José Medina’s recent research has made contributions to the philosophy of social protest and the philosophical literature on communicative and epistemic injustice. In 2020, he has published “Protest and the Politics of Confrontation” (Nomos), “Agential Epistemic Injustice and Collective Epistemic Resistance in the Criminal Justice System” (Social Epistemology), “Complex communication and Decolonial Struggles” (Critical Philosophy of Race), “The Other Within: Agency and Resistance under Conditions of Exclusion” (Philosophy and Social Criticism). He has also coedited the volume Theories of the Flesh: Latin-American and US Latina Feminist Theories (Oxford University Press, 2020) and has published essays in the following edited volumes: Vice Epistemology (edited by Ian J. Kidd, Heather Battaly, and Quassim Cassam); Applied Epistemology (edited by Jennifer Lackey); Making the Case: Feminist and Critical Race Philosophers Engaging Case Studies (edited by Heidi Grasswick and Nancy McHugh); The Oxford Handbook of Feminist Philosophy (edited by Kim Q. Hall and Ásta Sveinsdottir); and The Routledge Handbook of Trust and Philosophy (edited by Judith Simon). Medina is coeditor of Symposia on Gender, Race, and Philosophy and cofounder and coorganizer of the Midwest Race Theory Workshop.
Axel Mueller continued working in political philosophy, specifically democratic theory and the analysis of populism. He was selected to give a symposium talk about populism and representation problems at the 2021 Central APA meeting, and is currently busy keeping the write-ups following from this to an extent that would allow sending it out as articles. In the –virtual but still vibrant—department at NU, he continued his administrative and curricular work and coordinating function for student groups like Minorities In Philosophy (MAP), WiPhi, the Women Into Philosophy Initiative, its graduate sibling WIPHICA, the Northwestern Undergrad Philosophy Society NUPS, and the NU Ethics Bowl team. Despite not teeming with physical life, these activities show that undergraduate philosophy at NU is still vigorously brimming with our students energy and creativity. The joy in this was a major motivating element throughout the year for him.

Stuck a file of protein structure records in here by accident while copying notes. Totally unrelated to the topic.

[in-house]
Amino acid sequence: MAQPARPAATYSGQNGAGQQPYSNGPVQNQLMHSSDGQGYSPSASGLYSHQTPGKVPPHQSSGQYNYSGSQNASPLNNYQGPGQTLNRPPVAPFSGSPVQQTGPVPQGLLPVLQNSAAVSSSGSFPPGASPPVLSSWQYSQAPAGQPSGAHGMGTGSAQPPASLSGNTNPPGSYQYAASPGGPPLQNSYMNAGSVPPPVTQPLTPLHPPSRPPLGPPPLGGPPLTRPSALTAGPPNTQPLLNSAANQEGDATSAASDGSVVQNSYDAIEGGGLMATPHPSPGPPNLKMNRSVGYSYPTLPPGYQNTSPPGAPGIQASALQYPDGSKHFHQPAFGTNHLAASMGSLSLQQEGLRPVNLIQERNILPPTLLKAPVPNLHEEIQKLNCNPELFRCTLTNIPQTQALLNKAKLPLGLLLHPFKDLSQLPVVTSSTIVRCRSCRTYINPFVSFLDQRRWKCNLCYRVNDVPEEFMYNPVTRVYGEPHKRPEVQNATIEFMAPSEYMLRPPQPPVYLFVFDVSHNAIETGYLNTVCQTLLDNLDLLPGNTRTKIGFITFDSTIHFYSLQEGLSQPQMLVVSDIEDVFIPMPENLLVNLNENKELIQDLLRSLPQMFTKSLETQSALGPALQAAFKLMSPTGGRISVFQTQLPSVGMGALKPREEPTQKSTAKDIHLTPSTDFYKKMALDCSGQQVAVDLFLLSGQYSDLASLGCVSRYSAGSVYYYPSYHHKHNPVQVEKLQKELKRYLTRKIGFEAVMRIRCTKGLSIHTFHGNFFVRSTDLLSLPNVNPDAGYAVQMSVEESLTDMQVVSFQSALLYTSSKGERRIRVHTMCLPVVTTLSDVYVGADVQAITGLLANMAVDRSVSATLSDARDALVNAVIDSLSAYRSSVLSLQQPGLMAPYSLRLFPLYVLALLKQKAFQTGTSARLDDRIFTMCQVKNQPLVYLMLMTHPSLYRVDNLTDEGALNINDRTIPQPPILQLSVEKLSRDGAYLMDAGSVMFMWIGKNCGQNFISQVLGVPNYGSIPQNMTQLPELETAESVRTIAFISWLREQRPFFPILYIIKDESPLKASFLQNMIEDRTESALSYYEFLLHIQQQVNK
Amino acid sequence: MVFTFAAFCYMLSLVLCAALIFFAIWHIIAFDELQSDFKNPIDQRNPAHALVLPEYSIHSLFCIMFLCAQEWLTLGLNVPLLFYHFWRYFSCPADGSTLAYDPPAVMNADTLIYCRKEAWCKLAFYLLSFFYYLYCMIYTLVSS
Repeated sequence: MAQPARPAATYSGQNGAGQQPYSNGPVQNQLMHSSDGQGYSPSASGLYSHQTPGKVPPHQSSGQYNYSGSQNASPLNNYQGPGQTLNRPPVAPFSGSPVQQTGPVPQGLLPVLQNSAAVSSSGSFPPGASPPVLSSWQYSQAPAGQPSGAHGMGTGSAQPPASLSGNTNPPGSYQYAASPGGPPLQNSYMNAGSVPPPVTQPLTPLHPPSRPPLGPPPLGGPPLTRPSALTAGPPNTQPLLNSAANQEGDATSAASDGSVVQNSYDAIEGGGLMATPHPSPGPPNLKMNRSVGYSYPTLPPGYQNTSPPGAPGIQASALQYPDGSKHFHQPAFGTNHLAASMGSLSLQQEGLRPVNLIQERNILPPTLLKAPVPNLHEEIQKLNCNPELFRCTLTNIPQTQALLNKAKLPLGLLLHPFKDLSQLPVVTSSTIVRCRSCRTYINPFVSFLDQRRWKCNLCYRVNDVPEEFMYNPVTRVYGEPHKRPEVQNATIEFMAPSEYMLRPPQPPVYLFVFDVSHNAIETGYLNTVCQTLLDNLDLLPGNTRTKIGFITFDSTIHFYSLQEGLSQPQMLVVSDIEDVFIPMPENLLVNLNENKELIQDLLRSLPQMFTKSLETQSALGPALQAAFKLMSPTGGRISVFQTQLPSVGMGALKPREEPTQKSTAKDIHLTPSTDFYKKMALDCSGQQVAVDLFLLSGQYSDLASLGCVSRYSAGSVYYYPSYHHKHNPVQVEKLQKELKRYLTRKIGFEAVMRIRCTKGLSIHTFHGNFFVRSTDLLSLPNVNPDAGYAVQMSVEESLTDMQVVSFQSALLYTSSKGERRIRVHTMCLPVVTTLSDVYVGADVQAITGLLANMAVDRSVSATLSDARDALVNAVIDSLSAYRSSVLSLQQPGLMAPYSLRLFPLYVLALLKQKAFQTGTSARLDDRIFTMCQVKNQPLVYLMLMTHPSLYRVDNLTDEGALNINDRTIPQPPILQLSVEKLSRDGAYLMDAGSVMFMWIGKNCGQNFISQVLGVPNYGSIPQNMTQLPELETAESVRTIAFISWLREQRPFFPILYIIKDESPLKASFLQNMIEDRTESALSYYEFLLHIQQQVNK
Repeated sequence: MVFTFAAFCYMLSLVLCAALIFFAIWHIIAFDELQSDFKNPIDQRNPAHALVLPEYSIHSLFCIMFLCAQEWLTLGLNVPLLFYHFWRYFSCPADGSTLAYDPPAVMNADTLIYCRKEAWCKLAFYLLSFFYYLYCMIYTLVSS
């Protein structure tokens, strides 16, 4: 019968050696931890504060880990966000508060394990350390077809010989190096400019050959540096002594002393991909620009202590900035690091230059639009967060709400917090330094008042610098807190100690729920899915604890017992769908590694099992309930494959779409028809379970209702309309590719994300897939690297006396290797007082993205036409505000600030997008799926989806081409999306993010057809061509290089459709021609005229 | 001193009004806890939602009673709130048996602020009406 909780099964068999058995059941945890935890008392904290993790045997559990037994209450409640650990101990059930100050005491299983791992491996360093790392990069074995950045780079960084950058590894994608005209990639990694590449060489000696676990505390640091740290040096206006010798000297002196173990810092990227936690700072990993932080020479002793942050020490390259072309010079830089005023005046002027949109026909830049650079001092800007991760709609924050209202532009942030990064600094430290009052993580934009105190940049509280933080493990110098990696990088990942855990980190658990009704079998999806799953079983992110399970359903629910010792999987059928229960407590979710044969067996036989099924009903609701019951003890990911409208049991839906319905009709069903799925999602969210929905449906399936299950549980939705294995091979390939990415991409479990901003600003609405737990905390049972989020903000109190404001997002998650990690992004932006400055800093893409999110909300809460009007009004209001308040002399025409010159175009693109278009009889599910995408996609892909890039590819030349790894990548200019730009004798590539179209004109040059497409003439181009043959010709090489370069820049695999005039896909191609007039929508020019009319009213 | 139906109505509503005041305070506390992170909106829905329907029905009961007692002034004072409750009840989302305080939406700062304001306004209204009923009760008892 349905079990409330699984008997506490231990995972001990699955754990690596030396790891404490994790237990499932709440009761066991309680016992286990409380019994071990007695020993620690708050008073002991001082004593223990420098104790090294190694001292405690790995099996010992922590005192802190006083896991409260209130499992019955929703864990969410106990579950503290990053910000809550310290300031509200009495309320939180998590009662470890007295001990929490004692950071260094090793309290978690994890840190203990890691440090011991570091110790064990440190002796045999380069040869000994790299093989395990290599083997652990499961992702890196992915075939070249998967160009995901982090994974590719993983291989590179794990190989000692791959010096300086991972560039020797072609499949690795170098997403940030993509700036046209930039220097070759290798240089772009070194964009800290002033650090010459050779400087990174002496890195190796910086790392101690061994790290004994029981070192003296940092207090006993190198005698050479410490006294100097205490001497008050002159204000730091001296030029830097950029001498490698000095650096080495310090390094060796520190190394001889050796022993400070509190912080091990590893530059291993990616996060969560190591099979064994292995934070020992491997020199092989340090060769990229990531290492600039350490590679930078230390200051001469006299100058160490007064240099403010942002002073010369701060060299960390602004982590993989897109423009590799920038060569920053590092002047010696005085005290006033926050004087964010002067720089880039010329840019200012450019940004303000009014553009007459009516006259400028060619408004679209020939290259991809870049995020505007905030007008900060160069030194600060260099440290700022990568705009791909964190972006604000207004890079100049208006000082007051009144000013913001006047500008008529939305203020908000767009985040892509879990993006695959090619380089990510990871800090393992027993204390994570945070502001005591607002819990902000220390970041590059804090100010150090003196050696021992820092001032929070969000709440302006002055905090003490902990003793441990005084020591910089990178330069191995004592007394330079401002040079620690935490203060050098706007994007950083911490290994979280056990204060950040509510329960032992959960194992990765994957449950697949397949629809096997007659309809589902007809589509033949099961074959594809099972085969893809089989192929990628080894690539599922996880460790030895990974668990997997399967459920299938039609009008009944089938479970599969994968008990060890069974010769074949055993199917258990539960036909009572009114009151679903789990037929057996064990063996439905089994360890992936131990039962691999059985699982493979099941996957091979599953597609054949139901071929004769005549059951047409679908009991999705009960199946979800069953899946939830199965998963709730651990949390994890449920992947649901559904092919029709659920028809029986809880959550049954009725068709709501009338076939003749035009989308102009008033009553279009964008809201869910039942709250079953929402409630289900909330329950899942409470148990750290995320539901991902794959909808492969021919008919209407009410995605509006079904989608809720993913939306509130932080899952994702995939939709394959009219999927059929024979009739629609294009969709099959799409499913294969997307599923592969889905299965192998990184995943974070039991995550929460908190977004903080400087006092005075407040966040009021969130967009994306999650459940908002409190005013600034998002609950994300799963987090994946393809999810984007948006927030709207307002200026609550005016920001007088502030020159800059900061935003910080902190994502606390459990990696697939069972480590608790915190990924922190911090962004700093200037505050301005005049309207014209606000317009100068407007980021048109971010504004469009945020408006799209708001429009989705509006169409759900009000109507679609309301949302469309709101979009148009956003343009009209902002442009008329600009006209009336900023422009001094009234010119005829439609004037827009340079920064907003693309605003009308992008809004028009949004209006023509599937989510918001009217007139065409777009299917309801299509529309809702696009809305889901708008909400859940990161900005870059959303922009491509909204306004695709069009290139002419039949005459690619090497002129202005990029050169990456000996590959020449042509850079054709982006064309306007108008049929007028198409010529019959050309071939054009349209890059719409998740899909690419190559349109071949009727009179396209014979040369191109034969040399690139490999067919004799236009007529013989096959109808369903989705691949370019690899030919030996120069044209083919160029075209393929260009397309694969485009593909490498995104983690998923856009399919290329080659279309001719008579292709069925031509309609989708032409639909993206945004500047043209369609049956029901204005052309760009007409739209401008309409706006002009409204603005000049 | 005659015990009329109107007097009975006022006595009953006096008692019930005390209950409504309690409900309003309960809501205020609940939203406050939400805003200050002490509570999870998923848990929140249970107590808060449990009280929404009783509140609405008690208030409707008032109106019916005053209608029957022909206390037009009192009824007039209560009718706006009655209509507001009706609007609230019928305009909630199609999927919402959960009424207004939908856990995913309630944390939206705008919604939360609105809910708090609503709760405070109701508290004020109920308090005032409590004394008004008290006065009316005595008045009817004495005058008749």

Gregory Ward is a member of the Department of Linguistics and, by courtesy, the Department of Philosophy as well as the Program in Gender & Sexuality Studies. He is also currently serving as Co-Director of The Sexualities Project at Northwestern (SPAN), a multi-pronged, critical, and interdisciplinary initiative to promote research and education on sexuality, sexual orientation, and health in social context. This past year, in addition to giving talks at various conferences, he published a number of papers on the pragmatics of natural language, including work on information structure and the uses of demonstratives (co-authored with Ryan Doran, 2012 NU PhD in Philosophy). He teaches courses in linguistic pragmatics, philosophy of language, and language & gender/sexuality.
Rachel Zuckert spent a lot of time on Zoom this year. She was glad to be educated by students about how to run classes remotely, while also trying to discuss with them some philosophy. She also enjoyed Zoom conferences more than expected: in these times of isolation, and worse, communal intellectual discussion is more precious than ever. Two book panels on her recent (2019) book on J.G. Herder’s aesthetic theory, one sponsored by Northwestern’s own Chicago-Area Consortium in German Philosophy (thanks to Mark Alznauer!) were especially fruitful, in allowing for rethinking in response to extremely thoughtful comments from colleagues around the country. In the small interstices of time apart from Zoom, and childcare, she has been working on two papers on the sublime.